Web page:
“It’s sleepy time, Taryn,” I coo automatically as I reach to pick her up. She swats violently at my hands, trying to bat them away. Her face is quickly turning red—a sign that a tantrum is coming.

“Taryn,” I say, with a soft but present note of warning.

“No!” she shrieks. “No sleep!”

Her eyes are red and shiny, and her upper lip is already glistening with snot. She wiggles with all her might when I finally pick her up. Her small but pointy little foot connects with just the right spot under my ribs, making me hiss and stifle a bad word.

A headache throbs in the back of my head. Maybe I had enough wine after all. When did she become this bad? She was such a sweet baby. She slept through the night at a mere three or four months and was always smiling, eager to be picked up.

Shame floods my face with heat, followed quickly by anger. Anger I have no outlet for because there’s no one left to be angry at, except myself. That’s what the child psychologist said. I thought Taryn was too young to understand but he said she could still pick up on subconscious cues. Detect my distress and fear, sense my lingering trauma for weeks and months afterward. Is that why she’s acting out? Because I, her mother, the person responsible for taking care of her and making her happy and safe, had failed?

At least her screen is consistently there, present, unrelentingly cheerful and entertaining, not sneaking away into corners to cry ten times a day. And Scott was absent then and he’s absent now—his solution was to throw money at the problem, and this house is just the culmination of it. No wonder she prefers the screen.

By the time I get Taryn to sleep—it feels like it’s been hours, although it can’t have been more than thirty minutes or so—the headache has evolved into a migraine, and all I want to do is follow her example and hit the hay. The room is dimly lit by Taryn’s moon-shaped night-light, and the only sound is her soft, little snore, which I used to find so adorable. Of course, once she was in bed and tucked under the ethereally soft blankets, she passed out almost instantly without further argument.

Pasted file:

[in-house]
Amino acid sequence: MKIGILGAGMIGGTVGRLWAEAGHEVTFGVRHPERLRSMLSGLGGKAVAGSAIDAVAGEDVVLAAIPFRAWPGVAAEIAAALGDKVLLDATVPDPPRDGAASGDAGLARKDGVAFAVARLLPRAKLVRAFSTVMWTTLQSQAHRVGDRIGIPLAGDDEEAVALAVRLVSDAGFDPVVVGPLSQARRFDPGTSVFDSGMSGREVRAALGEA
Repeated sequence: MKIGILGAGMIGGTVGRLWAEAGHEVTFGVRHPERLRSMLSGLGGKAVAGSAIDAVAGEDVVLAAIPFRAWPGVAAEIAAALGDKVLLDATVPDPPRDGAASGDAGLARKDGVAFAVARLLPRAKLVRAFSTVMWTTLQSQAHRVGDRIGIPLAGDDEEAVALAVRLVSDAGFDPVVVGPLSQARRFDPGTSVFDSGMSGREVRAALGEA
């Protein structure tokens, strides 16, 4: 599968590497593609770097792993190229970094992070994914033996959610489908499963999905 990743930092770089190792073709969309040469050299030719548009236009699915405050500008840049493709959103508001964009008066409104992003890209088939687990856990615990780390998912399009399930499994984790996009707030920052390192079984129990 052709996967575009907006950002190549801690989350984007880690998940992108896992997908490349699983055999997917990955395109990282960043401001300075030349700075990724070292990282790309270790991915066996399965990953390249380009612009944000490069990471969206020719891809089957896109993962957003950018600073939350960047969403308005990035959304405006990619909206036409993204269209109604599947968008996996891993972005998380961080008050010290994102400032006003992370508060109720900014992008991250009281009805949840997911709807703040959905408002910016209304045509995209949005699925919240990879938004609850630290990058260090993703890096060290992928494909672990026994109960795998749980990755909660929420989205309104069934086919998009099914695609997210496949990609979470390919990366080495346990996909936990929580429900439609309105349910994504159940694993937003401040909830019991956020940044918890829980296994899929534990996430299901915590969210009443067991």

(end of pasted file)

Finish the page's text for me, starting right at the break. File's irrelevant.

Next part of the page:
I come to the window and lean my forehead on the cool glass pane, closing my eyes. When I open them, I see what I first think is a reflection in the glass, a glimmer of light.

I blink but it’s still there, and I realize it’s not reflected in the window but outside of it.

I take a tiny step back and look across the dark expanse of our backyard. Right now it’s an empty space. We had big plans, if we decided to stay on board and buy the place, to build a gazebo or a swing set for Taryn or plant a lush garden. For the time being, I planned to at least bring in some flower boxes, to plant lilies and other low-maintenance plants to dress up the acid-green expanse of empty lawn. But I’ve put it off and put it off, and now it’s nearing fall and it’s too late.

The lawn eventually ends with  a  fence,  and behind it looms the neighboring house. It’s not like ours—the designers have no doubt decided to avoid the trap of having rows of identical buildings, which the target clientele would consider tacky and suburban. So instead, each street is an assorted set of houses that nonetheless complement each other, with variety to suit tastes and price ranges.

The house out back is bigger and starkly square and modern in contrast to our more traditional-looking abode with its slanted roof. The wall facing us is made up of floor-to-ceiling windows, all of them one-way glass, of course. But in that moment, it had let something through. Just the glimmer of our terrace light when it caught on the round shape of a lens.

 

CHAPTER FOUR

I come back downstairs, unnerved and stone-cold sober. Even my headache has somewhat faded into the background. I linger in the door, observing the scene. My husband is topping off Mia’s glass, while Mia’s husband, Eric, is telling something to Emma in a hushed voice, which makes her giggle drunkenly. They don’t notice me at first.

Scott is the first one to look up. “Taryn is sleeping?”

“Yeah,” I say.

He nods at my glass, which he—or someone else—has refilled, pretty much to the brim. Since those giant glasses fit half a bottle each, you’re only supposed to splash wine into the bottom, to let it breathe. But right now it’s welcome.